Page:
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  • 1.
    Khodabakhsh, Amir
    et al.
    Umeå University, Faculty of Science and Technology, Department of Physics.
    Rutkowski, Lucile
    Umeå University, Faculty of Science and Technology, Department of Physics.
    Morville, Jerome
    Johansson, Alexandra C.
    Umeå University, Faculty of Science and Technology, Department of Physics.
    Soboń, Grzegorz
    Umeå University, Faculty of Science and Technology, Department of Physics. Faculty of Electronics, Wrocław University of Science and Technology, Wrocław, Poland.
    Foltynowicz, Aleksandra
    Umeå University, Faculty of Science and Technology, Department of Physics.
    Cavity-Enhanced Continuous-Filtering Vernier Spectroscopy at 3.3 mu m using a Femtosecond Optical Parametric Oscillator2017In: 2017 CONFERENCE ON LASERS AND ELECTRO-OPTICS EUROPE & EUROPEAN QUANTUM ELECTRONICS CONFERENCE (CLEO/EUROPE-EQEC), IEEE , 2017, p. CH_2_2-Conference paper (Refereed)
    Abstract [en]

    Optical frequency comb spectroscopy in the mid-infrared fingerprint region combines broad spectral bandwidth with high detection sensitivity and allows simultaneous detection of trace amounts of many molecular species. We have recently demonstrated a continuous-filtering Vernier spectrometer based on a mid-infrared optical frequency comb and an enhancement cavity for fast and sensitive detection of CH4 [1]. Here we present an improved, fully automatized and frequency calibrated continuous-filtering Vernier spectrometer, schematically shown in Fig. 1(a). The comb source is a doubly resonant optical parametric oscillator (DROPO) based on an orientation-patterned GaAs crystal synchronously pumped by a Tm:fiber femtosecond laser (125 MHz repetition rate, frep). The signal comb (3.1–3.4 µm, 30 mW) is mode matched to a 60-cm long Vernier enhancement cavity with a finesse of ~350 at 3.25 μm, placed in an enclosure that can be filled with the gas sample. The output mirror is attached to a PZT and mounted on a translation stage. When the cavity free spectral range is perfectly matched to twice the frep (250 MHz) every other signal comb mode is transmitted through the cavity. By detuning the cavity length from this perfect match position the cavity resonances act as a filter and transmit groups of comb modes called Vernier orders [2]. A diffraction grating mounted on a galvo-scanner separates these orders after the cavity and the chosen order is sent to the detection system. The Vernier order is tuned across the signal comb spectrum by scanning the cavity length (at 20 Hz) and the grating is rotated synchronously to fix the order in space and allow acquisition of the entire spectrum in 25 ms. Any residual mismatch between the cavity length scan and the grating rotation is compensated by a feedback loop acting on the frep of the pump laser and the PZT of the Vernier cavity [2]. A Fabry-Perot etalon is used for frequency calibration of the spectrometer. Figure 1(b) shows in black the normalized transmission spectrum of a sample containing 5.0 ppm CH4 and 160 ppm water. The red and blue curves show the corresponding fit of the Vernier spectrum [3] of CH4 and water, respectively, calculated using Voigt profiles, line parameters from the HITRAN database, and the experimentally determined cavity finesse. The figure of merit of the spectrometer is 1×10−9cm−1 Hz−1∕2 per spectral element and multiline fitting yields minimum detectable concentration of CH4 of 2 ppb in 25 ms, translating into 400 ppt Hz−1∕2 Since the spectrum of the signal comb covers the fundamental C-H stretch transitions we expect low detection limits for other hydrocarbons as well. In conclusion, mid-infrared comb-based continuous-filtering Vernier spectroscopy allows fast and highly sensitive measurement of broadband absorption spectra using a robust and compact detection system.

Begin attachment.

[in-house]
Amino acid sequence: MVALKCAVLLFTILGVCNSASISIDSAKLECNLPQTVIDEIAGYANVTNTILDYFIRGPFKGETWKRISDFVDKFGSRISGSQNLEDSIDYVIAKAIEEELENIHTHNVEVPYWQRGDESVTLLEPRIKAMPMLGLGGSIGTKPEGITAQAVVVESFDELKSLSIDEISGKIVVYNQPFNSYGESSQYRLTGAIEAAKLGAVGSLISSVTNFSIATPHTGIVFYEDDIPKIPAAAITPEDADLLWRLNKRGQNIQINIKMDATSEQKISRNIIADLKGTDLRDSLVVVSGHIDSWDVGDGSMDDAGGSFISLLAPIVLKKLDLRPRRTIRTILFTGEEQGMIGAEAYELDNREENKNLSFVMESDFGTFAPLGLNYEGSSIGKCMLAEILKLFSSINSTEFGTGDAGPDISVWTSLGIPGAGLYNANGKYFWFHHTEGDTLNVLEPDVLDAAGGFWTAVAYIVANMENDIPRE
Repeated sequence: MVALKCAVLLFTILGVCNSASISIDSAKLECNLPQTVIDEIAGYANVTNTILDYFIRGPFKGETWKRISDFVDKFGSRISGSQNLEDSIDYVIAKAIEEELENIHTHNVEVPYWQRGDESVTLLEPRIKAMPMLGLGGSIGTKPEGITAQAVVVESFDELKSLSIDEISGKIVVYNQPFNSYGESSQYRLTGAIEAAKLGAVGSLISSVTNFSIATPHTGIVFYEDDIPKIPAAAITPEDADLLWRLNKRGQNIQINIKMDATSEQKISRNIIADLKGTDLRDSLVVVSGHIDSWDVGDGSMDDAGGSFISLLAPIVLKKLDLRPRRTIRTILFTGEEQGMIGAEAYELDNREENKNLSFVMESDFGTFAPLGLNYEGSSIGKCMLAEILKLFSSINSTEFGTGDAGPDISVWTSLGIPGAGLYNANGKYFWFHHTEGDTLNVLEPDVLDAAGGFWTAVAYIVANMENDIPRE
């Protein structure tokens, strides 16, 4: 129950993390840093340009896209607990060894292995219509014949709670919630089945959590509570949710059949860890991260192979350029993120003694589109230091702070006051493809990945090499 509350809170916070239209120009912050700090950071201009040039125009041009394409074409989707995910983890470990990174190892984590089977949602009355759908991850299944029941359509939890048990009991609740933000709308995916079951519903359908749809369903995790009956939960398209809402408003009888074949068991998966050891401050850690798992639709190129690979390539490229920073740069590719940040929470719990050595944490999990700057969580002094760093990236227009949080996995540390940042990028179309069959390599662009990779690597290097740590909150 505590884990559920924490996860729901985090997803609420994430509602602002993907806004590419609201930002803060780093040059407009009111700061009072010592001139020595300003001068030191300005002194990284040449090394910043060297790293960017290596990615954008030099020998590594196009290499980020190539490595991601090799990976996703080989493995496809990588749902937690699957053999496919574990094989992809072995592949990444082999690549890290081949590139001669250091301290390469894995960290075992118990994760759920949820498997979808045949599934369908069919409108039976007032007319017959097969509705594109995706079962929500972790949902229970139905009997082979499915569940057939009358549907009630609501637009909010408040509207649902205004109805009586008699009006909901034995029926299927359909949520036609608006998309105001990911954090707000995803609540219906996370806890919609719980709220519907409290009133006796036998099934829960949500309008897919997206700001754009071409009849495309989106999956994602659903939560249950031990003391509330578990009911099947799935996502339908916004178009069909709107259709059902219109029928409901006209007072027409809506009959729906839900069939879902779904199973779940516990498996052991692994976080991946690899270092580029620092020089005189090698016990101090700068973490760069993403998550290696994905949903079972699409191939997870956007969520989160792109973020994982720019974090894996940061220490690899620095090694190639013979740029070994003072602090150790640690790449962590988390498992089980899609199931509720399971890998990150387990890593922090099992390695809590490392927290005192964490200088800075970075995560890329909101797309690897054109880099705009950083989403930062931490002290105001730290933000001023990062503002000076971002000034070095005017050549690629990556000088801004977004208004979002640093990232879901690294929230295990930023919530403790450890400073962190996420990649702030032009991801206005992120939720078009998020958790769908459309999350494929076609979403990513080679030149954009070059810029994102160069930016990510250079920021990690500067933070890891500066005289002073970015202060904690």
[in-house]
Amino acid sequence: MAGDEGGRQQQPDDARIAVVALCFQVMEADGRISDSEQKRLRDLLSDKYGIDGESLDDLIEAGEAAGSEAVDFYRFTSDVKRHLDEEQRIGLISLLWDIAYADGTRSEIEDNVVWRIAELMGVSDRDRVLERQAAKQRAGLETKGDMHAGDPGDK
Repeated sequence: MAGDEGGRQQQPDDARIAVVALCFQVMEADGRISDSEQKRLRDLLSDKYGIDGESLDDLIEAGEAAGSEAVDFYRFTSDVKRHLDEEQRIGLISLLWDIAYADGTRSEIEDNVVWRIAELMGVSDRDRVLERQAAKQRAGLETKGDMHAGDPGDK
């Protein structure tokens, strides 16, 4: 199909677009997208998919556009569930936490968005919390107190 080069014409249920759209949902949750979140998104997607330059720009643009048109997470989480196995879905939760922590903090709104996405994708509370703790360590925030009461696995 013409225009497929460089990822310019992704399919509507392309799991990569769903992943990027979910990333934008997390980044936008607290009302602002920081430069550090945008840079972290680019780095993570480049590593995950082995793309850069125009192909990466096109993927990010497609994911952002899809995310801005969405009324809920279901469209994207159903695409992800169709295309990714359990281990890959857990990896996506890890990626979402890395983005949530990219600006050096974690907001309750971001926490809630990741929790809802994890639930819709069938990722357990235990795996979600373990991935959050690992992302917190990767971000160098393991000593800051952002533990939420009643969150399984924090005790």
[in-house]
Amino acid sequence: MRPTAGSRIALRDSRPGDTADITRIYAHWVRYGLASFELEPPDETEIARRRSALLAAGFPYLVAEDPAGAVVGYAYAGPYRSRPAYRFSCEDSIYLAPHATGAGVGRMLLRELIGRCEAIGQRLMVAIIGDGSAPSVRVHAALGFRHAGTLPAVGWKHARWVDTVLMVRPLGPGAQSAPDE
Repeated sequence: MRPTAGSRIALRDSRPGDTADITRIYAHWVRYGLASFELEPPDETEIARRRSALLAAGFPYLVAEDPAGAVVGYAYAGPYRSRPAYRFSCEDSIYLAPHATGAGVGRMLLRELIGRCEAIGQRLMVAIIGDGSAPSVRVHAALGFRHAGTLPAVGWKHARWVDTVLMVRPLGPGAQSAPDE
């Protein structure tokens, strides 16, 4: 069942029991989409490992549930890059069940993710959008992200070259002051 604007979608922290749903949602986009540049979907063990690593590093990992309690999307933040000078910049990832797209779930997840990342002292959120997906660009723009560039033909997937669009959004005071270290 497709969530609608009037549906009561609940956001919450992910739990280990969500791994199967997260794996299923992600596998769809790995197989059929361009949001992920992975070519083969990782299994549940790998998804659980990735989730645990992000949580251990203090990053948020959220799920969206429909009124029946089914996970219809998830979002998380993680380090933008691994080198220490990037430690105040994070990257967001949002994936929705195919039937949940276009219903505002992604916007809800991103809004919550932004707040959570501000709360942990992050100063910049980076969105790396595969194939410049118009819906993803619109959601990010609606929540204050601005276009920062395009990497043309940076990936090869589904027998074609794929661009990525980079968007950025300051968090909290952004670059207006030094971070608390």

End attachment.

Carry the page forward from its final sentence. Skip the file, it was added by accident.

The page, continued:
• 2.
    Khodabakhsh, Amir
    et al.
    Umeå University, Faculty of Science and Technology, Department of Physics.
    Rutkowski, Lucile
    Umeå University, Faculty of Science and Technology, Department of Physics.
    Morville, Jérôme
    Johansson, Alexandra C.
    Umeå University, Faculty of Science and Technology, Department of Physics.